When I was a child, little made sense to me.
Sometimes I would ask a grown-up person to explain something to me and those I asked generally obliged. Their explanations made no sense to me but they seemed to make sense to them.
I looked forward to becoming an adult so I could understand and so I could explain things to children who did not understand.
As I grew, things seemed to start making more sense to me. I began to figure out how life went and how things worked. I set about diligently constructing systems that helped me to organize my reality. I determined what belonged where and put everything in its place. Before I knew it I had it all figured out.
I was grown. I understood. And it was good.
I’m not sure how many days that situation lasted but it wasn’t many. What happened? Life happened. I had to live a real life in the real world confronted with real people and with real problems. I had to live in a world in which chaos existed alongside order, suffering existed alongside ecstasy, provision existed alongside neglect, plenty existed alongside poverty, and hope existed alongside despair.
As I have grown older (I’ll soon turn 56) and as I have hopefully grown more mature, I have come more and more to understand that life doesn’t make sense and that it is childish to think that it ever will. I have arrived at the provisional conclusion that it isn’t supposed to make sense and that to insist that it should and to try to make it do so is to be childish in my approach to life and to rob myself of much of the wonder and joy that life in fact (as opposed to in fantasy) offers.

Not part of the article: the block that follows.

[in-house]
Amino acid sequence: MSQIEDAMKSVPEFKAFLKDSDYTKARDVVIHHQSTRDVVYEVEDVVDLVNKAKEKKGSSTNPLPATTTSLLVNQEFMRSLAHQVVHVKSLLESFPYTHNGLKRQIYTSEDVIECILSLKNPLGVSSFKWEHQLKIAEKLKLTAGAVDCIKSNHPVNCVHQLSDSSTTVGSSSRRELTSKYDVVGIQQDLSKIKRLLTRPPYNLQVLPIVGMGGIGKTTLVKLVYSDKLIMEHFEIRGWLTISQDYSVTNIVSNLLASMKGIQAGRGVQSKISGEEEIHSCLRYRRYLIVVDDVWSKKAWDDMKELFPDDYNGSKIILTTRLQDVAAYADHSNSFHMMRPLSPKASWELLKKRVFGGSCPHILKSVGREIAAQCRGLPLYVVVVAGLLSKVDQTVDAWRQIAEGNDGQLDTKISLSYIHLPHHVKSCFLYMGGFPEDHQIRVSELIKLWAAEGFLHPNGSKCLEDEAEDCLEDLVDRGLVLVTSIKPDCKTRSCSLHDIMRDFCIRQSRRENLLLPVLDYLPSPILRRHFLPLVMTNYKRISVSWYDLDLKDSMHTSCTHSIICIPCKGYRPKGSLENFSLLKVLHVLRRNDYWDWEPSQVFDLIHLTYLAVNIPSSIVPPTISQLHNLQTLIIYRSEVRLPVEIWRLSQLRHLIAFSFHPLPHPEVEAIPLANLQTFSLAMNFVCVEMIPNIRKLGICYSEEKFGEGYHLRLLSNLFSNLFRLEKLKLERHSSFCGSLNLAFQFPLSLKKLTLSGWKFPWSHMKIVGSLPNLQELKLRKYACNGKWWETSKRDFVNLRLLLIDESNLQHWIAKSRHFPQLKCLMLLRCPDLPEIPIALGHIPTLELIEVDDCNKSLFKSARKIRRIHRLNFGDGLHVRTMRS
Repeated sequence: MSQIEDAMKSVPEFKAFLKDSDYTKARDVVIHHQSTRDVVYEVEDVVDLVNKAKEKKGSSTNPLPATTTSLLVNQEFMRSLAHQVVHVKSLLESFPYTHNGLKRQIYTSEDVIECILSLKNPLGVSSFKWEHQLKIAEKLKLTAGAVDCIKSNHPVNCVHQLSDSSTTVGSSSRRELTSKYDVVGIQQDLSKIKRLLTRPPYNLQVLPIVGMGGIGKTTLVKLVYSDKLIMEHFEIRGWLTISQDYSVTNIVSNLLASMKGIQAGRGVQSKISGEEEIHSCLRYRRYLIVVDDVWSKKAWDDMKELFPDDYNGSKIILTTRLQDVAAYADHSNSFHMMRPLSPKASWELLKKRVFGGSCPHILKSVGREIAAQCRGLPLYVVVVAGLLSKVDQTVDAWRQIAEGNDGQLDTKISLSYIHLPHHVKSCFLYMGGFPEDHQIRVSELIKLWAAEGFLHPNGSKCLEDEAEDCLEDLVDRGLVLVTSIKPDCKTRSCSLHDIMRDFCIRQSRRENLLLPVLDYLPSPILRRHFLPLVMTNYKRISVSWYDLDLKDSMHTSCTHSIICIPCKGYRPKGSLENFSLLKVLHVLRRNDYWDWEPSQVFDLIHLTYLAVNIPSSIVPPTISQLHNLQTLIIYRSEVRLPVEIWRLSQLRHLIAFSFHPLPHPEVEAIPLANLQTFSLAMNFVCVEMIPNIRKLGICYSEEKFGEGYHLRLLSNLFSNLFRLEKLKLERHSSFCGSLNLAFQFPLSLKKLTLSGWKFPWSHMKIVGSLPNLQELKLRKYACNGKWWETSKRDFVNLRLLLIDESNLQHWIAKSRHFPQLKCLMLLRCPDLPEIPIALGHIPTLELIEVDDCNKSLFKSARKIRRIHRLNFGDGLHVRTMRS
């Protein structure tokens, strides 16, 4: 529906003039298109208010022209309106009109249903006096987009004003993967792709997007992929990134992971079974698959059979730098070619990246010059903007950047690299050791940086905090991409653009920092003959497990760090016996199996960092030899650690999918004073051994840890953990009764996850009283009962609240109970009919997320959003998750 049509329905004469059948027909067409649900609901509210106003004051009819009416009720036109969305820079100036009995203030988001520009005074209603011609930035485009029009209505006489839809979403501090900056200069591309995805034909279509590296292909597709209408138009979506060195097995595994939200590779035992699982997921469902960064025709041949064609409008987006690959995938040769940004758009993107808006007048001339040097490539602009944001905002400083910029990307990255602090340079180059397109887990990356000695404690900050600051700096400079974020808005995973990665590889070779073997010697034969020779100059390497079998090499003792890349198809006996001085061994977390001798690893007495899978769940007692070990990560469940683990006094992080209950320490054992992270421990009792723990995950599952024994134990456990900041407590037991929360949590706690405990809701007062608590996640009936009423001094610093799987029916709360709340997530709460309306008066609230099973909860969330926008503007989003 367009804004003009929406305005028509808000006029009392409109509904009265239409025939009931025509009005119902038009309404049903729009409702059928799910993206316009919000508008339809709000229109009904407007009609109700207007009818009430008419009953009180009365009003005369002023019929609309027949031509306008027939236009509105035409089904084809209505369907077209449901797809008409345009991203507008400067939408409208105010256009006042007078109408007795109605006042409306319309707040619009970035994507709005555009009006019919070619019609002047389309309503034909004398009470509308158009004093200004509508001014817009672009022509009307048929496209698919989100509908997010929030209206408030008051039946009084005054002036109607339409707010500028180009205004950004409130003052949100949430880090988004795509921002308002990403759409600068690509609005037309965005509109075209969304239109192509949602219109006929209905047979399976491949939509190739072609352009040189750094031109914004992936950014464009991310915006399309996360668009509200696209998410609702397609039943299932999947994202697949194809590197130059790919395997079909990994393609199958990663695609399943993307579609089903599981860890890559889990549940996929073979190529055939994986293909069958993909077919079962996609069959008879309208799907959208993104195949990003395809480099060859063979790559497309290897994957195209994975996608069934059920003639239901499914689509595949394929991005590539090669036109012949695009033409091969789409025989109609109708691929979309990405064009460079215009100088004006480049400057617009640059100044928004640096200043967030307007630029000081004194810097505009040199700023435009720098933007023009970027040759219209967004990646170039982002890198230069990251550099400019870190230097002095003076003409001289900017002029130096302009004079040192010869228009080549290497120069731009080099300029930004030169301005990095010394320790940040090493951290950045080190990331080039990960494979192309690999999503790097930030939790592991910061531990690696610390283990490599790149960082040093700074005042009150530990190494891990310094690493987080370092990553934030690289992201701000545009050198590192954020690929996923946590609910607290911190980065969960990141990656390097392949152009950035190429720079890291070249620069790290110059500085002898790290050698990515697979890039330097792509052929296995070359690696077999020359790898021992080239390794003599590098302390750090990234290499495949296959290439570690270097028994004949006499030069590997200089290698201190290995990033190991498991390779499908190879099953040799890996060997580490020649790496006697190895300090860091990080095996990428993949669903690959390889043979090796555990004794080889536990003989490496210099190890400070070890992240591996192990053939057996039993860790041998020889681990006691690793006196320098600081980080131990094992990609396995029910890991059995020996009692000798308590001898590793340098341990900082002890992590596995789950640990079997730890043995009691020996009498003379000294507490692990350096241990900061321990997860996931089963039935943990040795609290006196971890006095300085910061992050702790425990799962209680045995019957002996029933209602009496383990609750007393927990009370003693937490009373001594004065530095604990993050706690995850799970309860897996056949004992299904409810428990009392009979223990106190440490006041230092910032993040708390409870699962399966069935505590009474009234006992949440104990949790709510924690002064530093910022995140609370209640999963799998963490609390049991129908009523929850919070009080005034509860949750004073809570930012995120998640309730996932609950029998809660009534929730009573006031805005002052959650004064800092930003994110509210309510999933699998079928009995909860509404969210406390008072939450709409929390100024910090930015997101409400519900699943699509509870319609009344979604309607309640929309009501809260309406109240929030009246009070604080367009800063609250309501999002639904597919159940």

Our systems bracket out too much of the reality of life. Our conclusions close us off from the wide range of possibilities. Our security shields us from the thrill of risk-taking. Our tunnel vision blinds us to the wonders lurking in the periphery. Our compartments inhibit the free flow of experience and understanding. Our categories fuel our prejudices and inhibit our acceptance of other people.
When I was a child, I looked forward to things making sense.
Now that I am an adult, I accept that things don’t make sense.
What does God have to do with this? Only everything. While I have stopped expecting things to make sense to me, I assume that they make sense to God. God can be certain and maintain God’s integrity; I can only maintain my integrity by affirming my uncertainty. But that’s all right because I am meant to live life with faith, not with certainty.
So I have abandoned my childish dream of having life make sense and have adopted a new, more adult goal of living gratefully, faithfully, hopefully, boldly, and even a little recklessly this life that does not make sense precisely because it is not meant to do so.
Thanks be to God!
Now bring it on …